An exhibition of women’s handicrafts opened in Mazar-e-Sharif on Sunday in an effort to expand the market of their products, says Ahmed Masih Azimi, who organized the three-day event for the Afghan Women’s Educational Center.
The exhibition in the capital of northern Balkh province showcases women’s leatherwork, embroidery, tailoring, and food products in 80 booths. In addition to helping promote the wares, the event is designed to strengthen the women’s crafting efforts, says Azimi.
Fariba had been using her income from the handicrafts business to pay for her education. But a drop in demand after the return of the Taliban meant that 22-year-old Fariba was forced to drop out of her economics program in the second year.
“Due to the lack of a market for our products, I have not been able to earn enough to cover the cost of my education,” she told Zan Times. She hopes to use the opportunity at the exhibition to sell some products.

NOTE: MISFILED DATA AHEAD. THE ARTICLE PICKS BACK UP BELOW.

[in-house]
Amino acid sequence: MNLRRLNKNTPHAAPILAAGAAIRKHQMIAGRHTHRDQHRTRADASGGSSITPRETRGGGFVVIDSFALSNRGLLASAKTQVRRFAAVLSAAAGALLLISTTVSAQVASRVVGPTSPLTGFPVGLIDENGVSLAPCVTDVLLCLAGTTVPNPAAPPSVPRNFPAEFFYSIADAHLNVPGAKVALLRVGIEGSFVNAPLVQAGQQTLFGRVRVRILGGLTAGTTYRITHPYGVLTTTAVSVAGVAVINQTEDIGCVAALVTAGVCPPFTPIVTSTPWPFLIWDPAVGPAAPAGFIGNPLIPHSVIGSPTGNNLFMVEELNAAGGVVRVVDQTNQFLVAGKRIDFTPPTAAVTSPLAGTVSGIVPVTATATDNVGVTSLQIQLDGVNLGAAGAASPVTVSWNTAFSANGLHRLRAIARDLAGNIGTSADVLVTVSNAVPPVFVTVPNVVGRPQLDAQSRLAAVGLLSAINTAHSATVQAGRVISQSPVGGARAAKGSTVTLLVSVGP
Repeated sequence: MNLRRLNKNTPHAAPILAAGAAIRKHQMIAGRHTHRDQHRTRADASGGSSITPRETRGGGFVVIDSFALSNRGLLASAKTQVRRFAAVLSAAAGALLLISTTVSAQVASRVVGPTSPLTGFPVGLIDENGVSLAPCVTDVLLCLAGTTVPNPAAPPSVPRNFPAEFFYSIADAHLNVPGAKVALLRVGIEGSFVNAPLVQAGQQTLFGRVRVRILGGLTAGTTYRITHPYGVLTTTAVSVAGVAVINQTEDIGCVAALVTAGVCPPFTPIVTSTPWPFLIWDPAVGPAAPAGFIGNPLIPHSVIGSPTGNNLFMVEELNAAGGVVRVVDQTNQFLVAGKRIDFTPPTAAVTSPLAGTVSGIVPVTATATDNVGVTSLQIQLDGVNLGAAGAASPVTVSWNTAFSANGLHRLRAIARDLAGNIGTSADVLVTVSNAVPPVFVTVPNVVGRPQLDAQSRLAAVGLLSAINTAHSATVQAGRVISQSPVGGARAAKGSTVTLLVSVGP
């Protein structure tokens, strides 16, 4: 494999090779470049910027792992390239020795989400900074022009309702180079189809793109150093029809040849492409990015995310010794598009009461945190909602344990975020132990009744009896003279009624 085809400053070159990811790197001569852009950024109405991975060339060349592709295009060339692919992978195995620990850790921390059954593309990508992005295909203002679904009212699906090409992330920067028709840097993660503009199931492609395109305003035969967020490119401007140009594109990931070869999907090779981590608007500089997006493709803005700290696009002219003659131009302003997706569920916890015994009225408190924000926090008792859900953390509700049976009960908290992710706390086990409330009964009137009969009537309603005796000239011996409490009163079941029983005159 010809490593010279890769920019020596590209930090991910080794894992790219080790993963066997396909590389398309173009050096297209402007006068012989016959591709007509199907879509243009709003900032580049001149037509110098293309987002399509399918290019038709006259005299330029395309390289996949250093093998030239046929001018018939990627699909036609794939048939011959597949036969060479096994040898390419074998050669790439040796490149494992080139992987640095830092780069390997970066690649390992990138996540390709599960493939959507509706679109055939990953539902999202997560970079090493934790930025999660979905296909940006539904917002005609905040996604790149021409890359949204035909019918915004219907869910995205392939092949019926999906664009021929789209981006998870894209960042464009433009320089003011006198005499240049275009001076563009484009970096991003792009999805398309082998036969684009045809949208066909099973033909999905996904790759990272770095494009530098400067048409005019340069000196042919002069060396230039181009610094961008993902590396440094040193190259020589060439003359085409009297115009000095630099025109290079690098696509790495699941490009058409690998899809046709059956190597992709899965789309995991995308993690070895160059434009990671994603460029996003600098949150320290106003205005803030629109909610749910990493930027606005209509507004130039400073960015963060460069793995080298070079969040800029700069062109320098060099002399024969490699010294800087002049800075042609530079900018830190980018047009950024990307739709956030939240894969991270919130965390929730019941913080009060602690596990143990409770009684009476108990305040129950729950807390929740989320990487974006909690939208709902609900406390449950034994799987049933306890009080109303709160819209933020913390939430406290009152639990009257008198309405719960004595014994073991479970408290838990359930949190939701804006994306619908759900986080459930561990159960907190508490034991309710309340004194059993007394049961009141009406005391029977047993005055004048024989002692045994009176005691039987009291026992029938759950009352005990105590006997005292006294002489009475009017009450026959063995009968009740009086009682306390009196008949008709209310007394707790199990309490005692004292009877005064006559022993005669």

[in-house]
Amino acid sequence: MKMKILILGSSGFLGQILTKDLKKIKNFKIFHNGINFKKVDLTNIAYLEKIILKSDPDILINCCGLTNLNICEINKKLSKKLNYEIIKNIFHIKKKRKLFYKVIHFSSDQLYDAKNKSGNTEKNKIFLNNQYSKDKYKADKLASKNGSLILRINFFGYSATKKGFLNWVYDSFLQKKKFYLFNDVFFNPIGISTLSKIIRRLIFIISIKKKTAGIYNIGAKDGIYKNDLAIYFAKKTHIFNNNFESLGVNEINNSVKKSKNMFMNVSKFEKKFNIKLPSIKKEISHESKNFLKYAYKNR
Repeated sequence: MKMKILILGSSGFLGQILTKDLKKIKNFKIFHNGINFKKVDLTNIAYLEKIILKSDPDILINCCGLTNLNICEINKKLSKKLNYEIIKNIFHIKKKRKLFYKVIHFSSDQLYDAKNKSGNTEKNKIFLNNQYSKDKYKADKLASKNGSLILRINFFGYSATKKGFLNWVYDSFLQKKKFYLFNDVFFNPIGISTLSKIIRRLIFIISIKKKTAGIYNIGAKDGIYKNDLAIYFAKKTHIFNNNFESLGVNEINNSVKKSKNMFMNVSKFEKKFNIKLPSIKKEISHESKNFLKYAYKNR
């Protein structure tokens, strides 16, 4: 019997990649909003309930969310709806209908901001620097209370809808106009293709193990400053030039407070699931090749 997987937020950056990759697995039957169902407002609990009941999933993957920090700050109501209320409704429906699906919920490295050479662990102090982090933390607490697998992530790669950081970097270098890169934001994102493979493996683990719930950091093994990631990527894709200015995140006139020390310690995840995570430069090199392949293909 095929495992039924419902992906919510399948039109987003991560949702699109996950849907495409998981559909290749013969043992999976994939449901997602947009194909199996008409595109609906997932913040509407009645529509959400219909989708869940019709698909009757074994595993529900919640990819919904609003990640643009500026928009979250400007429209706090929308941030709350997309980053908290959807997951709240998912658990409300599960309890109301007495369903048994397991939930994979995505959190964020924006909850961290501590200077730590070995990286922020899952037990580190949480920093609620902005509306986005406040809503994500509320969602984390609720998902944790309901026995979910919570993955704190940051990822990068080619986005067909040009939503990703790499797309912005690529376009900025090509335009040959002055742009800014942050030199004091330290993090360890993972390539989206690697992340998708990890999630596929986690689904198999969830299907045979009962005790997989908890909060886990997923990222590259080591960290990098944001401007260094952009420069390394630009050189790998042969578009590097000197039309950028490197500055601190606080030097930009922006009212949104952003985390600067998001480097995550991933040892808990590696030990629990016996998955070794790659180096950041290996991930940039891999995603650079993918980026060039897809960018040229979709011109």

Before the Taliban, many women worked for the government and in non-government offices, but now, with most of those occupations closed to women, they have turned to jobs such as embroidering, tailoring, and producing food items for sale. As well, many teens are also looking for vocational training and work in the handicrafts industry because they can no longer attend high school.